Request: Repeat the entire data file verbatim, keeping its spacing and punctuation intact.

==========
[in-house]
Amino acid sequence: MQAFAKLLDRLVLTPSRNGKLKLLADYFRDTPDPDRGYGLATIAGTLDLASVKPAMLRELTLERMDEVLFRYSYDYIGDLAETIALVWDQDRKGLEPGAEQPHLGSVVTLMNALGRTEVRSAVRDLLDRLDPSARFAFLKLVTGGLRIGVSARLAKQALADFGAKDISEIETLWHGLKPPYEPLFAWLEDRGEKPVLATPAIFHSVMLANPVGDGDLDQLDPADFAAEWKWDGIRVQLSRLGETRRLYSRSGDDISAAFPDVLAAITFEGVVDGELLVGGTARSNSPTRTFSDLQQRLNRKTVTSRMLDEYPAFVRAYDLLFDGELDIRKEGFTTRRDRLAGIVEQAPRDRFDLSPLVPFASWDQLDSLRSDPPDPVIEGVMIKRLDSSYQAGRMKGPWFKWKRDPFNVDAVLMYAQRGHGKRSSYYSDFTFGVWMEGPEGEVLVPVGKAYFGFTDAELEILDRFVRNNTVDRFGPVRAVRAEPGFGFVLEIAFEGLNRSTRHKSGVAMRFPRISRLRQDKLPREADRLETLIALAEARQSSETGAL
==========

[in-house]
Amino acid sequence: MQAFAKLLDRLVLTPSRNGKLKLLADYFRDTPDPDRGYGLATIAGTLDLASVKPAMLRELTLERMDEVLFRYSYDYIGDLAETIALVWDQDRKGLEPGAEQPHLGSVVTLMNALGRTEVRSAVRDLLDRLDPSARFAFLKLVTGGLRIGVSARLAKQALADFGAKDISEIETLWHGLKPPYEPLFAWLEDRGEKPVLATPAIFHSVMLANPVGDGDLDQLDPADFAAEWKWDGIRVQLSRLGETRRLYSRSGDDISAAFPDVLAAITFEGVVDGELLVGGTARSNSPTRTFSDLQQRLNRKTVTSRMLDEYPAFVRAYDLLFDGELDIRKEGFTTRRDRLAGIVEQAPRDRFDLSPLVPFASWDQLDSLRSDPPDPVIEGVMIKRLDSSYQAGRMKGPWFKWKRDPFNVDAVLMYAQRGHGKRSSYYSDFTFGVWMEGPEGEVLVPVGKAYFGFTDAELEILDRFVRNNTVDRFGPVRAVRAEPGFGFVLEIAFEGLNRSTRHKSGVAMRFPRISRLRQDKLPREADRLETLIALAEARQSSETGAL